ASCO: practice changing studies in gastrointestinalcancer 28761760 2017 08 01 2059-7029 2 3 2017 ESMO open ESMO Open ASCO: practice changing studies in gastrointestinalcancer. e000228 10.1136/esmoopen-2017-000228 Prager Gerald G Department of Medicine, Comprehensive Cancer Center, Medical University Vienna, Austria, Vienna, Austria. eng Journal Article 2017 07 05 England ESMO Open 101690685 2059-7029 gastrointestinalcancer Competing interests: None declared. 2017 06 01 2017 8 2 6 0 2017 8 2
Efficacy of Blended Cognitive Behavior Therapy for High Fear of Recurrence in Breast, Prostate, and ColorectalCancer Survivors: The SWORD Study, a Randomized Controlled Trial Purpose Fear of cancer recurrence (FCR) is a common problem experienced by cancer survivors. Approximately one third of survivors report high FCR. This study aimed to evaluate whether blended cognitive behavior therapy (bCBT) can reduce the severity of FCR in cancer survivors curatively treated for breast, prostate (...) , or colorectalcancer. Patients and Methods This randomized controlled trial included 88 cancer survivors with high FCR (Cancer Worry Scale score ≥ 14) from 6 months to 5 years after cancer treatment. Participants were randomly allocated (ratio 1:1, stratified by cancer type) to receive bCBT, including five face-to face and three online sessions (n = 45) or care as usual (CAU; n = 43). Participants completed questionnaires at baseline (T0) and 3 months later (T1). The intervention group completed bCBT
The clinical effectiveness of different surveillance strategies to prevent colorectalcancer in people with intermediate-grade colorectal adenomas: a retrospective cohort analysis, and psychological and economic evaluations The clinical effectiveness of different surveillance strategies to prevent colorectalcancer in people with intermediate-grade colorectal adenomas: a retrospective cohort analysis, and psychological and economic evaluations The clinical effectiveness of different (...) surveillance strategies to prevent colorectalcancer in people with intermediate-grade colorectal adenomas: a retrospective cohort analysis, and psychological and economic evaluations Atkin W, Brenner A, Martin J, Wooldrage K, Shah U, Lucas F, Greliak P, Pack K, Kralj-Hans I, Thomson A, Perera S, Wood J, Miles A, Wardle J, Kearns B, Tappenden P, Myles J, Veitch A & Duffy S W Record Status This is a bibliographic record of a published health technology assessment from a member of INAHTA. No evaluation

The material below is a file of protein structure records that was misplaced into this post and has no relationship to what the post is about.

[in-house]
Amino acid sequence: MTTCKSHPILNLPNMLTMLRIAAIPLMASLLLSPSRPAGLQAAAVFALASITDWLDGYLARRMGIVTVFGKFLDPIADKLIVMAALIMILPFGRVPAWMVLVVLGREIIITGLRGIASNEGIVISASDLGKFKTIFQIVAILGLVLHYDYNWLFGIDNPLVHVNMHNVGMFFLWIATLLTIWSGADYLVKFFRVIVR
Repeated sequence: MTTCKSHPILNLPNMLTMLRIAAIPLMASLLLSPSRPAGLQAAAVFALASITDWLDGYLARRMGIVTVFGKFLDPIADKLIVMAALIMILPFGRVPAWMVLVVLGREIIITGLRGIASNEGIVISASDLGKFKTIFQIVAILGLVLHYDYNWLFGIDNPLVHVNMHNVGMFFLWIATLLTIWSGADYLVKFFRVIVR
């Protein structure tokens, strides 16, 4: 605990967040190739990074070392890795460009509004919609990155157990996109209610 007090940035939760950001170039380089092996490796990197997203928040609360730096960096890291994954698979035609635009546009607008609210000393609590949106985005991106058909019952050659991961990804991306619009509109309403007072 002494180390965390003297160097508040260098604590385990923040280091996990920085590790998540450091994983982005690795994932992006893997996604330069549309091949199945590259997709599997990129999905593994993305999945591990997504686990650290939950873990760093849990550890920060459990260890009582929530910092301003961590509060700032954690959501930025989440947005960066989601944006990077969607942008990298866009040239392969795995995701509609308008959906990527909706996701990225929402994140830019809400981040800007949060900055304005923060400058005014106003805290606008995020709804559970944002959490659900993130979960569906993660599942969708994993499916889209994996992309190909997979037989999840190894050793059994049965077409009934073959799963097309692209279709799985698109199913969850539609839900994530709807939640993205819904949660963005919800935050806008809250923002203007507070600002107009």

Clinical Calculator for Early Mortality in Metastatic ColorectalCancer: An Analysis of Patients From 28 Clinical Trials in the Aide et Recherche en Cancerologie Digestive Database Purpose Factors contributing to early mortality after initiation of treatment of metastatic colorectalcancer are poorly understood. Materials and Methods Data from 22,654 patients enrolled in 28 randomized phase III trials contained in the ARCAD (Aide et Recherche en Cancérologie Digestive) database were pooled (...) in the external validation set, both overall and within patient subgroups. Conclusion A validated clinical nomogram has been developed to quantify the risk of early death for individual patients during initial treatment of metastatic colorectalcancer. This tool may be used for patient eligibility assessment or risk stratification in future clinical trials and to identify patients requiring more or less aggressive therapy and additional supportive measures during and after treatment.